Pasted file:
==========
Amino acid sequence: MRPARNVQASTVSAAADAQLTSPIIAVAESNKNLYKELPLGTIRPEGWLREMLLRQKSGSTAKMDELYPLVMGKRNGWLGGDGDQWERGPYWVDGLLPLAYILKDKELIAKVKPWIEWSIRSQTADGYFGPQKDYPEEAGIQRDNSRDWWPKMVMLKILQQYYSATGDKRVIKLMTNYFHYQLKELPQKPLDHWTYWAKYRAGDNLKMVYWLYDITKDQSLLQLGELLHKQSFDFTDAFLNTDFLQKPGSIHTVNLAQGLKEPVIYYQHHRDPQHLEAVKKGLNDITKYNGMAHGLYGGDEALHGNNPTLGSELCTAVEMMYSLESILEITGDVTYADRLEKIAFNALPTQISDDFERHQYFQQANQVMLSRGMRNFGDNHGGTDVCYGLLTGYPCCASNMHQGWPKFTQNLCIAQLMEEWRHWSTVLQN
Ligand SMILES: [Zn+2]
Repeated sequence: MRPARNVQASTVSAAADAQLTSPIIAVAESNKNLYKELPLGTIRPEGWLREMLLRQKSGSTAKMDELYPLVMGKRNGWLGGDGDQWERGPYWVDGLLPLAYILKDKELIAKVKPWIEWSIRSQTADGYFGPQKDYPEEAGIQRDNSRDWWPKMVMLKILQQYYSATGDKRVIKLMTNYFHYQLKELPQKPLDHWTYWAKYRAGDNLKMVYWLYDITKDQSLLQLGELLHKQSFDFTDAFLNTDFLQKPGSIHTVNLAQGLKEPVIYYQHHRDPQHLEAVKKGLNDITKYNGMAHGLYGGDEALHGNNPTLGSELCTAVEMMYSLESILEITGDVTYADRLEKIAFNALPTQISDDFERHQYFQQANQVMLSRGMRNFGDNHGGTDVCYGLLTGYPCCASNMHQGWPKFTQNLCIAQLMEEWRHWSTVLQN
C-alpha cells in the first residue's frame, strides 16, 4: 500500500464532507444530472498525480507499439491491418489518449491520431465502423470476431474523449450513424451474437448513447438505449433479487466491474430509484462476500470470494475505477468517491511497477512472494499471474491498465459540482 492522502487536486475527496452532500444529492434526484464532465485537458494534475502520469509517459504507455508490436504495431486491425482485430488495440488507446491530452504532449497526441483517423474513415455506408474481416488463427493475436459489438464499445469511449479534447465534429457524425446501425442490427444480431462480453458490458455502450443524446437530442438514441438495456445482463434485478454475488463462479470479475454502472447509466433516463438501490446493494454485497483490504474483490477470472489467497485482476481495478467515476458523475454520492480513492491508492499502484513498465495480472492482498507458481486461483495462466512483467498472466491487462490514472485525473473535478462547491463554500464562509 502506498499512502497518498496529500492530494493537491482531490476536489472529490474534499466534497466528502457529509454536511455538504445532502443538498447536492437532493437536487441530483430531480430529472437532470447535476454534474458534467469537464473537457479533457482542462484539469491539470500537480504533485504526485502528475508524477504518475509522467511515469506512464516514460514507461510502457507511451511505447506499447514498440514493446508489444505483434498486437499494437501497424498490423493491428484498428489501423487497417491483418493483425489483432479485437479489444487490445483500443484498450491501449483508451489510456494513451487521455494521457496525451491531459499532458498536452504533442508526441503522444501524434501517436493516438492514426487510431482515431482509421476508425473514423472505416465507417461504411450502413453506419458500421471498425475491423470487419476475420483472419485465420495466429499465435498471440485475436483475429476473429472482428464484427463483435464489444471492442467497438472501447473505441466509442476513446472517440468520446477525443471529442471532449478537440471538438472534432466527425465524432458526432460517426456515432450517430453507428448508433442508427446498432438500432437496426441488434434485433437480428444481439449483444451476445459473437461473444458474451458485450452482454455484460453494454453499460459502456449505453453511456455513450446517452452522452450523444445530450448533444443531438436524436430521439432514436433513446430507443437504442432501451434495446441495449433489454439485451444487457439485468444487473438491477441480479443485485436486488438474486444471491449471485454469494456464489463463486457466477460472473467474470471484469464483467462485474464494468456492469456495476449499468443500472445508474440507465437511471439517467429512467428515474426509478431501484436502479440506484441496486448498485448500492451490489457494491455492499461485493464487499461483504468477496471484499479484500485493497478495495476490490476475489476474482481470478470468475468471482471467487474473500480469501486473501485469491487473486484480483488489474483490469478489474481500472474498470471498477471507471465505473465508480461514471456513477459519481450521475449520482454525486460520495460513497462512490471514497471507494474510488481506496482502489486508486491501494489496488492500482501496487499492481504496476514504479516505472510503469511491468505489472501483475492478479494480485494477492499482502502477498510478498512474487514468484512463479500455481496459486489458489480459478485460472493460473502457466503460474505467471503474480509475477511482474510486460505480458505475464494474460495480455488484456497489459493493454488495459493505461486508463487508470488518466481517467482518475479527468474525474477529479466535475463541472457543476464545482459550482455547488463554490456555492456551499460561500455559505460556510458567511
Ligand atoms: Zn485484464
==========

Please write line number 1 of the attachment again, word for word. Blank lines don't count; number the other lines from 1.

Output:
Amino acid sequence: MRPARNVQASTVSAAADAQLTSPIIAVAESNKNLYKELPLGTIRPEGWLREMLLRQKSGSTAKMDELYPLVMGKRNGWLGGDGDQWERGPYWVDGLLPLAYILKDKELIAKVKPWIEWSIRSQTADGYFGPQKDYPEEAGIQRDNSRDWWPKMVMLKILQQYYSATGDKRVIKLMTNYFHYQLKELPQKPLDHWTYWAKYRAGDNLKMVYWLYDITKDQSLLQLGELLHKQSFDFTDAFLNTDFLQKPGSIHTVNLAQGLKEPVIYYQHHRDPQHLEAVKKGLNDITKYNGMAHGLYGGDEALHGNNPTLGSELCTAVEMMYSLESILEITGDVTYADRLEKIAFNALPTQISDDFERHQYFQQANQVMLSRGMRNFGDNHGGTDVCYGLLTGYPCCASNMHQGWPKFTQNLCIAQLMEEWRHWSTVLQN